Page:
What is the measure of a man? This is a question that has eluded philosophers, teachers, coaches and the IRS for generations, and I think I’ve found the answer. It’s around 45 pounds. How can I say this with such certainty? Because that is the precise weight of a lifting bar. You know what I’m talking about, one of those contraptions that metal plates are affixed to and then lifted, hefted and tossed about the gym. As it so happens, these bars are extremely prolific, and I have yet to go to a gym that did not employ several of them as a means by which to intimidate and abuse paying customers. Not coincidentally, I think said bars are also a tool of the devil, although the science behind that theory is still a little shaky.
Yesterdays workout at the Springfield CrossFit gym involved lifting these bars in a movement known as a “clean”. I’d describe it to you, but that would be akin to me describing cold fusion principles: I’d just be making it up. Here’s the downside of all this business – outside of some lame attempts in the past to bench press and curl, I’ve never in my life lifted weights, so I lack what some call “proper form”. Roughly translated, what this means is that while all the other people are pushing around the iron and getting all pumped up, I’m having fits in the corner and risking some serious back injury while making all the noises I assume you’re supposed to make while lifting weights. I don’t know, I’m just faking it the whole time. I grunt and heave and sweat a lot, but really, nothing’s getting done.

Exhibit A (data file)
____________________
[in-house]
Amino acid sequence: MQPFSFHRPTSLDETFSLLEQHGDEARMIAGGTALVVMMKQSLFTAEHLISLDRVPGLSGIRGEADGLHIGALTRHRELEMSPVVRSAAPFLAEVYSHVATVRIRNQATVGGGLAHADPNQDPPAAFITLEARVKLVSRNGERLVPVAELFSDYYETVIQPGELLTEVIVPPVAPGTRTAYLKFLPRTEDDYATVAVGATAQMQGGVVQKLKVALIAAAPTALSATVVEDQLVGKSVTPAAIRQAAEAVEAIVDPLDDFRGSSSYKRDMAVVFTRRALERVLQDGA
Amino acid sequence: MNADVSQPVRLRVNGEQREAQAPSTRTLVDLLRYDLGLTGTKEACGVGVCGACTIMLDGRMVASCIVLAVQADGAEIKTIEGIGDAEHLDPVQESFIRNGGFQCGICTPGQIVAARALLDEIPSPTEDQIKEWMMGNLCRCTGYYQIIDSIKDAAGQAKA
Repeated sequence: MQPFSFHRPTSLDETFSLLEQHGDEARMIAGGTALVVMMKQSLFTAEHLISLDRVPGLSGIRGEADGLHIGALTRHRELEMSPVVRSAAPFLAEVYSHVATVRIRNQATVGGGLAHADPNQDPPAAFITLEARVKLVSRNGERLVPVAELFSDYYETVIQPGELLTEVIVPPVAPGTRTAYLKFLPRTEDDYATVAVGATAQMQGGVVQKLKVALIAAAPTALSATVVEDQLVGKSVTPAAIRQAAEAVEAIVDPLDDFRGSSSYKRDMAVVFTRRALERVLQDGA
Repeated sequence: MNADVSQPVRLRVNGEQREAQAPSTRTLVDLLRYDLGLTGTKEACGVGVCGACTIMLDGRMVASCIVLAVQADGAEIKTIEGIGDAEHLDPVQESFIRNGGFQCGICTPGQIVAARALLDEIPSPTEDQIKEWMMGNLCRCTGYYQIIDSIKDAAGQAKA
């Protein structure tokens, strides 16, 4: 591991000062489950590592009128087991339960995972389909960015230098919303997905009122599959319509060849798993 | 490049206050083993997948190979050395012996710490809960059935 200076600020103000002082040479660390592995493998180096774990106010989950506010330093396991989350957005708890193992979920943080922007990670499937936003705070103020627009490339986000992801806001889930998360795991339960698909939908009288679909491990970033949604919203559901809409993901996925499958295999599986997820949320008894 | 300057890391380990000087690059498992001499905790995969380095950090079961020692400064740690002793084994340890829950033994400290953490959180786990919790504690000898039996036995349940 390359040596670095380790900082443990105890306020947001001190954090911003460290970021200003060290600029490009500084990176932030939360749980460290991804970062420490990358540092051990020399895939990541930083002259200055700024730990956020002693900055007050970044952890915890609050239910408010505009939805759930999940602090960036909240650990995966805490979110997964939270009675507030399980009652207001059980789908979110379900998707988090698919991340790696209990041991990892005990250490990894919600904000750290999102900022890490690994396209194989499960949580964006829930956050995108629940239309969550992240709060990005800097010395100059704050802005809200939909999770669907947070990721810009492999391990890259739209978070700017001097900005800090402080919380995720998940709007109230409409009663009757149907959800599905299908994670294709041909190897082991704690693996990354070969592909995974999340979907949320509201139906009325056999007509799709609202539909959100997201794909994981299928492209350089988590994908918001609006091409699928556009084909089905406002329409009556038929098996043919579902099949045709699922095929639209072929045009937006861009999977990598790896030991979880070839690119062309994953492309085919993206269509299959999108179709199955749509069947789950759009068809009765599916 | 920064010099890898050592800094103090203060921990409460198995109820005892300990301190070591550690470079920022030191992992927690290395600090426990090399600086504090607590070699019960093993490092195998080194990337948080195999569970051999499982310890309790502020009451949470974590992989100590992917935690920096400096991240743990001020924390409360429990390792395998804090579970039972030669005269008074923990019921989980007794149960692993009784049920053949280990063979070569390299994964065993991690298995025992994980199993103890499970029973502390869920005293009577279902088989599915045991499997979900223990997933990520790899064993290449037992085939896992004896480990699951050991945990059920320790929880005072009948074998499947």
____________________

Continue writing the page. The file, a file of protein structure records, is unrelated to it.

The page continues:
Unfortunately for me, this does not go un-noticed by the sadists, aka trainers, here at CrossFit. In order to protect his identity, I’ll call the trainer from yesterday “Ryan”, since his real name sounds exactly like that, but with a “B”. So anyways, “Ryan” didn’t waste much time in sending me to my own corner of the mat and make demands that I show him my “form” with regards to this “clean” lift. Using only the bar. What follows does not please him, and I am guessing that is because it resembles the mating dance of an irritated baboon. Face red, sweat running down my leg hair, I set the bar back down with a self satisfied look on my face while “Ryan” looks at me as though he just caught me making love to trash can. He’s incredulous. I’m good with it. And ne’er the two shall meet. He spends the next half hour keeping tabs of my form, taking enough time out of coaching others to yell at me “ULI! Again! No, I don’t care about your “feelings”! AGAIN!“ (or something to that effect). I tried to shake my fist at him, but by this time, I’ve no strength left. It looks more like some sort of limp-wristed wave, matching nicely with the drool leaking out of the corner of my mouth. He continued to glare at me as though seriously considering outfitting me with a helmet to wear. He seemed to take offense that I refused to “open my hips” for him during these lifts, and that’s just because I’m not that kind of guy. I’m no man-slut, no exceptions; just ask anyone. No, scratch that, just take my word for it.
I can see that this “Ryan” character is not going to buy any of my formless bullshit, so I try in earnest to do it right. Out of 743 attempts I get it right exactly three times. That’s a number I can live with. “Ryan” can’t. The war of wills is going to be an ongoing engagement – but I recently recieved vital information that shall give me an unmistakeable advantage. Apparently he harbors an unhealthy fear of lobsters. No idea why, but when I head into the gym tonight? You bet your ass I’ll be toting a couple of fresh cockroaches of the ocean, one under each arm, ready to again do battle. And this time I’ll be sure to use the proper form.